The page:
# how to find the first and last letters of a word

I have a task to find if a word starts with an o ends with a t or both. For finding if it starts or ends the code works fine . For the both part it doesn't work but I cant find the problem. It should return onetwo if the word starts with o and ends with t.

``````def one_two(word):

if word[0] == "o":
return "one"
if word[-1] == "t":
return "two"
if word[0] == "o" and word[-1] == "t":
return "onetwo"

assert (one_two("only") == "one")
assert (one_two("cart") == "two")
assert (one_two("o+++t") == "onetwo")
``````
• just put the check for both first!
– ti7
Commented Nov 1, 2021 at 19:23
• You need to put the onetwo check before the others. Right now it will see that the first condition is true, and return immediately. It won't get to the onetwo check. Commented Nov 1, 2021 at 19:23
• Using a debugger would have made this very clear very quickly. Commented Nov 1, 2021 at 19:24
• Depending on the version of python you are running, you might want to use `str.startswith` `str.endswith` for the sake of readability Commented Nov 1, 2021 at 19:34
• @joshmeranda How might that depend on the Python version? Commented Nov 1, 2021 at 20:11

You need to check first if both conditions are true, if not the both case would never execute:

``````def one_two(word):
if word == "":
return "empty"
if word[0] == "o" and word[-1] == "t":
return "onetwo"
elif word[0] == "o":
return "one"
elif word[-1] == "t":
return "two"

print(one_two("only") == "one")
print(one_two("cart") == "two")
print(one_two("o+++t") == "onetwo")
``````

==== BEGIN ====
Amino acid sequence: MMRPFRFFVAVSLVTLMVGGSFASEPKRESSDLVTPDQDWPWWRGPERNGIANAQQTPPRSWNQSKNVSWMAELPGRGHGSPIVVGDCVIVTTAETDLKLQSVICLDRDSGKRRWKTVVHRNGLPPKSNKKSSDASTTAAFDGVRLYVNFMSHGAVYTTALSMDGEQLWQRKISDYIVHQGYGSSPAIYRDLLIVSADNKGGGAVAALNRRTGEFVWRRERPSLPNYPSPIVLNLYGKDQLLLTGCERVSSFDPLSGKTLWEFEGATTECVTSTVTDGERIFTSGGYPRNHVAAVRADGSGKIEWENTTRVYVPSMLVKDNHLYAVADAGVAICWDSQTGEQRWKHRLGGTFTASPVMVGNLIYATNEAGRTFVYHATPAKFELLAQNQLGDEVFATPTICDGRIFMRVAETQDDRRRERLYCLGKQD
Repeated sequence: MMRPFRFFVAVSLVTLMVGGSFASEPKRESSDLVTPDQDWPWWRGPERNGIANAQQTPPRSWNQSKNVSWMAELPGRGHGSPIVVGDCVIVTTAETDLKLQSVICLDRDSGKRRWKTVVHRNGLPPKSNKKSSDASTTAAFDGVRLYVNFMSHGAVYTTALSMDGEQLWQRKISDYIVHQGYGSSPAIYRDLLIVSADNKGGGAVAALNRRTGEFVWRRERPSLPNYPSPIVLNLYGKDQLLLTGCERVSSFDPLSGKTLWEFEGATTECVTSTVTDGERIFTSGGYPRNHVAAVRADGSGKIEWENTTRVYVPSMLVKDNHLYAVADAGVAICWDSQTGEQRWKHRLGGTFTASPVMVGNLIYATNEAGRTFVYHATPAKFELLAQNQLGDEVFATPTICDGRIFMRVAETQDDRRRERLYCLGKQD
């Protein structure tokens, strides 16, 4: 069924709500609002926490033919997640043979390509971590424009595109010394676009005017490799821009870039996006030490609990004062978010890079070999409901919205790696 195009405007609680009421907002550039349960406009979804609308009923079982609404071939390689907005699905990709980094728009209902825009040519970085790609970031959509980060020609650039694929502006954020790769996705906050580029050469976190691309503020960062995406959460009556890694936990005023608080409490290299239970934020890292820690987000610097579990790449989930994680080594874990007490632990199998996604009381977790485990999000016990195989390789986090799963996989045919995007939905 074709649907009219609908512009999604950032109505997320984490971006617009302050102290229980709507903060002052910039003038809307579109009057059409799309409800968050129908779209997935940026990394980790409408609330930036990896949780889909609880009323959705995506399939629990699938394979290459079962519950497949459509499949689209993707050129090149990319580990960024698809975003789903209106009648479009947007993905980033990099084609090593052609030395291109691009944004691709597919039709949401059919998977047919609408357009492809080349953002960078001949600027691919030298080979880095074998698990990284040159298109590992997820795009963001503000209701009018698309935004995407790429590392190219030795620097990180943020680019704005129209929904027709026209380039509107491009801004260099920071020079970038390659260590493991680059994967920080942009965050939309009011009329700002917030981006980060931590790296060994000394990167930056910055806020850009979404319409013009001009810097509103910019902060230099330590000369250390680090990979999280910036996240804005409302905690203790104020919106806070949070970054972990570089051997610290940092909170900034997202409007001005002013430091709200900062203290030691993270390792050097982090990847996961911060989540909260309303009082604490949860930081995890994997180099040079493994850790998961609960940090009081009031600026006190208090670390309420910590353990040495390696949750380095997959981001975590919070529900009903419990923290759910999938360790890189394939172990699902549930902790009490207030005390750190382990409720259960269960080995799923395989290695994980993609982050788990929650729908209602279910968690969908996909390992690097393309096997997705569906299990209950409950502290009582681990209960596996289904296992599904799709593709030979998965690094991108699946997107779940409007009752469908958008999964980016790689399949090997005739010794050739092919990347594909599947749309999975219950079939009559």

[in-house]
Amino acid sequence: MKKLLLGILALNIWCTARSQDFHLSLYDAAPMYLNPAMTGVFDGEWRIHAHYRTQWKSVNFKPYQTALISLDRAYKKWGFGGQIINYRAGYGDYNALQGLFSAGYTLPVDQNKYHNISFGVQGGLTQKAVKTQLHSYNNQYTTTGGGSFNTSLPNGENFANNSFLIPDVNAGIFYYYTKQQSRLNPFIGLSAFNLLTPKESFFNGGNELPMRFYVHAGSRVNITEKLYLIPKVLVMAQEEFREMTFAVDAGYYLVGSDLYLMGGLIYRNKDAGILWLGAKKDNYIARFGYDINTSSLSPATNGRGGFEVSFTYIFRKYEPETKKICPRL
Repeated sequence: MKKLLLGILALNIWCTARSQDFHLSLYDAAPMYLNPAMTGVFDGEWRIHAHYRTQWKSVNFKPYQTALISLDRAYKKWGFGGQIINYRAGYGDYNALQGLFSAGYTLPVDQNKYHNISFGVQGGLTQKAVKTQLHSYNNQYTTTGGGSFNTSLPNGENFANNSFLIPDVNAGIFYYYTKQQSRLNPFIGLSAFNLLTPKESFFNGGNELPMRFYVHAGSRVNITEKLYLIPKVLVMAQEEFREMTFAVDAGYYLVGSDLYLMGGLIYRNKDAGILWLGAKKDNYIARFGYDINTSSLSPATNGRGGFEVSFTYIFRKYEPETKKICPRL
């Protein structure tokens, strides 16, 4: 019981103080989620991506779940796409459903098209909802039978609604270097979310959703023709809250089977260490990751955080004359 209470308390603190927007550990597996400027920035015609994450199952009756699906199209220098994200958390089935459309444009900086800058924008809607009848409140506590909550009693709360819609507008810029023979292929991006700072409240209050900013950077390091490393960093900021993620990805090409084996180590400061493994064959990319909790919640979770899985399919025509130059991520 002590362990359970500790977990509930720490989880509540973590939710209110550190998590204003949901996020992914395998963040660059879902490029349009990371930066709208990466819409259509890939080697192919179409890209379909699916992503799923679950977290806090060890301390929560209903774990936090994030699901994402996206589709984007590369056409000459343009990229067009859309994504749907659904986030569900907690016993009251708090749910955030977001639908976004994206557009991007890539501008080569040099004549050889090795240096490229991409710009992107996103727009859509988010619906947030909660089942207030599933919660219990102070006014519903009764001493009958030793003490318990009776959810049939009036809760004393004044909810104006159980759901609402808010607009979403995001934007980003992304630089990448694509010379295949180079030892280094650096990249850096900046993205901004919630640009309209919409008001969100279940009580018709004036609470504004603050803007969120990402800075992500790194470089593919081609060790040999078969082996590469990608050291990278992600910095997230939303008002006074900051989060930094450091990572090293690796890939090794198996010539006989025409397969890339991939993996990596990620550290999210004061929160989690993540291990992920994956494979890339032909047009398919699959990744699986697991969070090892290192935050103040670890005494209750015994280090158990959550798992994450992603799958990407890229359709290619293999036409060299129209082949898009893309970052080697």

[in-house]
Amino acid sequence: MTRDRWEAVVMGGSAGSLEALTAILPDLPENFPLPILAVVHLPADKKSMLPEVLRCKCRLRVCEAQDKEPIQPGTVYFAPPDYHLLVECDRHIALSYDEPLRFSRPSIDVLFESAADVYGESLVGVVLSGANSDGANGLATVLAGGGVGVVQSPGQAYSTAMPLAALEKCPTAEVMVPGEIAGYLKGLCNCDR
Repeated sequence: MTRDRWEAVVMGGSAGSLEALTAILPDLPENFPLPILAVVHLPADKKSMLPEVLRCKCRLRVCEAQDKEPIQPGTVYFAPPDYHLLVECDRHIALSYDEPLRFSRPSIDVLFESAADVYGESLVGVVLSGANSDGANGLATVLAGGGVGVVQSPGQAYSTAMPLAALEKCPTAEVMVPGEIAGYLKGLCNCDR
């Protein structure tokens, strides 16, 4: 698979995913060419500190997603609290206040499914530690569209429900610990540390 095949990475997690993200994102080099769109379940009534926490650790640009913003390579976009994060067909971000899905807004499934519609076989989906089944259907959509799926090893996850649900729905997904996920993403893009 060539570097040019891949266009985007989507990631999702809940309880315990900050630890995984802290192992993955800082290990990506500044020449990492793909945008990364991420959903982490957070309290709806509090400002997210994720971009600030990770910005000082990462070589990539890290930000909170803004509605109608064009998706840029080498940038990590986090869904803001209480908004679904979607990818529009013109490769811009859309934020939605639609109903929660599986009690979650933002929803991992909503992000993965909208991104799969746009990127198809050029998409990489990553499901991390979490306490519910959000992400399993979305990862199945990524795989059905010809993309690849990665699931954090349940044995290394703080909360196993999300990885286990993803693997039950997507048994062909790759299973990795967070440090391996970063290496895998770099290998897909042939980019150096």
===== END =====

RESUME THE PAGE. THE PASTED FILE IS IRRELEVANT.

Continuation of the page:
As already mentioned, you'd need to check the last condition first, as it's checking both the first and last letter. Note that you can keep the multiple `if` statements if you want, rather than switch to use `elif`, because the `return` statements break out of the function early in any case.

``````def one_two(word):
try:
fw, *_, lw = word
except ValueError:  # empty string, or string is too short
if not word:
return None
fw, lw = word, word

if (fw, lw) == ('o', 't'):
return 'onetwo'
if fw == 'o':
return 'one'
if lw == 't':
return 'two'

assert (one_two("only") == "one")
assert (one_two("cart") == "two")
print(one_two("o+++t"))
assert (one_two("o+++t") == "onetwo")
# edge cases
assert one_two('') is None
assert one_two('o') == 'one'
assert one_two('t') == 'two'
assert one_two('ot') == 'onetwo'
``````

you are saying return so code doesn't continue you can try check it otherway around or simply go like this:

``````def one_two(word):
msg = ""
if word[0] == "o":
msg += "one"
if word[-1] == "t":
msg += "two"
return msg

assert (one_two("only") == "one")
assert (one_two("cart") == "two")
assert (one_two("o+++t") == "onetwo")
``````
``````def one_two(word):
return {'o': 'one'}.get(word[0], '') + {'t': 'two'}.get(word[-1], '') if len(word) else ''
``````
• `return "one" * (word[:1] == "o") + "two" * (word[-1:] == "t")` Commented Nov 1, 2021 at 19:47